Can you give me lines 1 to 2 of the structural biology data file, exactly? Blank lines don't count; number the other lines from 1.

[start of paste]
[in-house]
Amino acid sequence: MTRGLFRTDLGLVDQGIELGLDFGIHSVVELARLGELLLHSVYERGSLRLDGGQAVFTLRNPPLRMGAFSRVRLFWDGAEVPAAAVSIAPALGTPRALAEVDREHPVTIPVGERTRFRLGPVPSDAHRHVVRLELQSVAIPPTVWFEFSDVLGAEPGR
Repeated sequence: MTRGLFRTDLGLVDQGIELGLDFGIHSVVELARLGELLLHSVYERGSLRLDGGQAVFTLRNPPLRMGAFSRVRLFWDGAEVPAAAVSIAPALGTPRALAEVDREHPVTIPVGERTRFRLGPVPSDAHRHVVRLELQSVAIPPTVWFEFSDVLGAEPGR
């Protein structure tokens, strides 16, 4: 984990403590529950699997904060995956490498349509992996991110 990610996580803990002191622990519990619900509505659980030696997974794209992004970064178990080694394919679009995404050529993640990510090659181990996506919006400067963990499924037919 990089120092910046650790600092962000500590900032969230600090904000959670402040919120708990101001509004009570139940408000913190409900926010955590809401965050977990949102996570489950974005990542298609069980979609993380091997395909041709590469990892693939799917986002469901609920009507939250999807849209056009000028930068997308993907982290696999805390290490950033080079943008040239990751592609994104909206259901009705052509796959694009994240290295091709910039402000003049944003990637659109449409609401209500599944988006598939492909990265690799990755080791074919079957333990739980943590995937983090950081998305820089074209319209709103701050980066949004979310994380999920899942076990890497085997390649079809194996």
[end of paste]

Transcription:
[in-house]
Amino acid sequence: MTRGLFRTDLGLVDQGIELGLDFGIHSVVELARLGELLLHSVYERGSLRLDGGQAVFTLRNPPLRMGAFSRVRLFWDGAEVPAAAVSIAPALGTPRALAEVDREHPVTIPVGERTRFRLGPVPSDAHRHVVRLELQSVAIPPTVWFEFSDVLGAEPGR